Nov. 7, 2006 - Researchers in the U.S. and elsewhere are finding ways to getaround the ethical roadblocks to embryonic stem cell research.
And at a forum in Washington this week, experts are discussing some of themost promising strategies.
Congress -- with the backing of a majority of Americans -- passed a billearlier this year removing the strict limits on federal funding for embryonicstem cell research. That bill would have cleared the way forgovernment-sponsored research on the stem cells plucked from embryos left overat treatments.
But President Bush blocked the measure, citing a belief -- shared by manyreligious conservatives -- that the government should not promote research thatdestroys human embryos for the sake of harvesting their stem cells.
However, such research remains a hot topic in Washington and is sure toresurface after Tuesday's elections.
In the meantime, scientists are busy looking for ways to harvest or createstem cells without harming human embryos or asking women to donate theireggs.
"We don't need any eggs or embryos at all," says Shinya Yamanaka,MD, a professor at the Institute for Frontier Medical Sciences in Kyoto,Japan.
Yamanaka describes his lab's early successes in mice creating stem cellsfrom adult cells. His research involves isolating two dozen chemicals that giveembryonic stem cells their ability to grow into nearly any tissue in thebody.
That property, called "pleuripotency," is what makes scientiststhink stem cells can be coaxed to form new tissues that could help cureParkinson's and other diseases.
The Japanese researchers found that four of the chemicals, in the rightmixture, transformed connective tissue cells from adult cells into pleuripotentcells Yamanaka says are "indistinguishable" from embryonic stemcells.
Still, significant problems remain.
"I have to point out, the efficiency … is very low," Yamanaka todaytold the scientific conference hosted by the Institute of Medicine. Only one in1,000 attempts to transform adult cells into stem cells was successful.
Also, the cells formed tumors when implanted in mouse tissue -- asignificant roadblock to using such cells for human treatments.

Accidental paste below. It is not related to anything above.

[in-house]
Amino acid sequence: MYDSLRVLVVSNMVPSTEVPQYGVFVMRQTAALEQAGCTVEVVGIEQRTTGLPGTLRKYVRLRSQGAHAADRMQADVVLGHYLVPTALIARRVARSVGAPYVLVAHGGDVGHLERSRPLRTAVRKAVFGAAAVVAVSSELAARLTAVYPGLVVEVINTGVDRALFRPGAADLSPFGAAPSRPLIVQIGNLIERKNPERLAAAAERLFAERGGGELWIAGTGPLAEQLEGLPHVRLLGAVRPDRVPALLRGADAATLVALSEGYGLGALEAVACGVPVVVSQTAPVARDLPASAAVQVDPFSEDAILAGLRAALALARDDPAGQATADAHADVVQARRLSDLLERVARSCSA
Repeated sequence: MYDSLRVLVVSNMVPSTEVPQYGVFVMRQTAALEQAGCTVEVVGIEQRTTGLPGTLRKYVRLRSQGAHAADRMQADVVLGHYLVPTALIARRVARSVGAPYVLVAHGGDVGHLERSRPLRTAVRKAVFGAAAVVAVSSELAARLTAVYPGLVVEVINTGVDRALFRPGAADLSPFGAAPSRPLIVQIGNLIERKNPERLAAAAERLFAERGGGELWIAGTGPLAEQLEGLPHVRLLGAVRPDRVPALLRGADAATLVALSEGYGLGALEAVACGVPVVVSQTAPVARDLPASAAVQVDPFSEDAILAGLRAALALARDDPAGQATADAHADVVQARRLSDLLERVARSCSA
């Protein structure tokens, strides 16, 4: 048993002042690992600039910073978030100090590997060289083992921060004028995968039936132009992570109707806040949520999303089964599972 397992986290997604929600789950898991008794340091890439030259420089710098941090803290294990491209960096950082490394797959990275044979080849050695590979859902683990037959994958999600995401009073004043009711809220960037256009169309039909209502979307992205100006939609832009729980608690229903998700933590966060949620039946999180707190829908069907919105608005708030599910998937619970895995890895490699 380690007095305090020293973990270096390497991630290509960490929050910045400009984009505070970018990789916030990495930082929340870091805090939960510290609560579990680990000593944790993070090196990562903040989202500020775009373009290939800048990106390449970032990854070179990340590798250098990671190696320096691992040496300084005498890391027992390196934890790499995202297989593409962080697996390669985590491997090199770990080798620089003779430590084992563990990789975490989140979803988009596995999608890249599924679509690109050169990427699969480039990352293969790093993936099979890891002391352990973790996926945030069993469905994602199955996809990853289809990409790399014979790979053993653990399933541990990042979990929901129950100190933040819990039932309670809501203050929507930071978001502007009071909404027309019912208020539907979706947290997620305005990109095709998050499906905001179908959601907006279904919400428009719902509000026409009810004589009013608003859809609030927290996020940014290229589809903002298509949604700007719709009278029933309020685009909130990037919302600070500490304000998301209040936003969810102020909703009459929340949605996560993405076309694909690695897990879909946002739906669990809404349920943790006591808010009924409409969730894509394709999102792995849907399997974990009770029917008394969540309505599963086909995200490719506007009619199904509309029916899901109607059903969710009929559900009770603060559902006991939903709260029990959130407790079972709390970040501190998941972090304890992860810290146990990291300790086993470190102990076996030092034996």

Meanwhile, researchers at a Massachusetts biotech firm called Advanced CellTechnologies (ACT) have shown they can extract stem cells from early embryoswithout killing them. The technique has been used for a decade to perform earlygenetic testing during fertility treatments.
The extraction takes place when a fertilized embryo is about two-and-a-halfdays old and consists of just eight cells.
"You are able to pluck out one of those cells just as you would pluckout a grape from a bunch of grapes," Robert Lanza, ACT's vice president ofresearch, told the Washington forum.
Lanza's company showed that an extracted cell can be grown into pleuripotentstem cell line, and that the remaining embryo is just as viable as a normal one-- at least in mice.
This method was promoted by conservatives in Congress who opposed a repealof the federal limits on embryonic stem cell research.
It also provides a way around the narrow supply of fertility clinic embryosthat prospective parents would clear for use in research.
The method is essentially a hedge for Lanza, who favors still-controversialcloning methods to create a supply of stem cells from early embryos.
Last year in the journal Nature, scientists at the WhiteheadInstitute for Biomedical Research in Cambridge, Mass., published results froman experiment in which they removed a gene in mice that allows an embryo toimplant in the mother's uterus.
Without that gene, any embryos produced through cloning (in this case, mousecloning) could not implant and hence could not be born.
That created a buzz in religious circles but did not settle thecontroversy.
Some Catholic authorities, including William Levada, the Archbishop of SanFrancisco, endorsed the procedure by stating that embryos without the abilityto implant in a womb are not "true embryos."
But some anti-abortion groups, including the American Life League, rejectedthe method, saying it would "create and then kill human embryos."
The controversy around the procedure is unlikely to end any time soon, Lanzasays.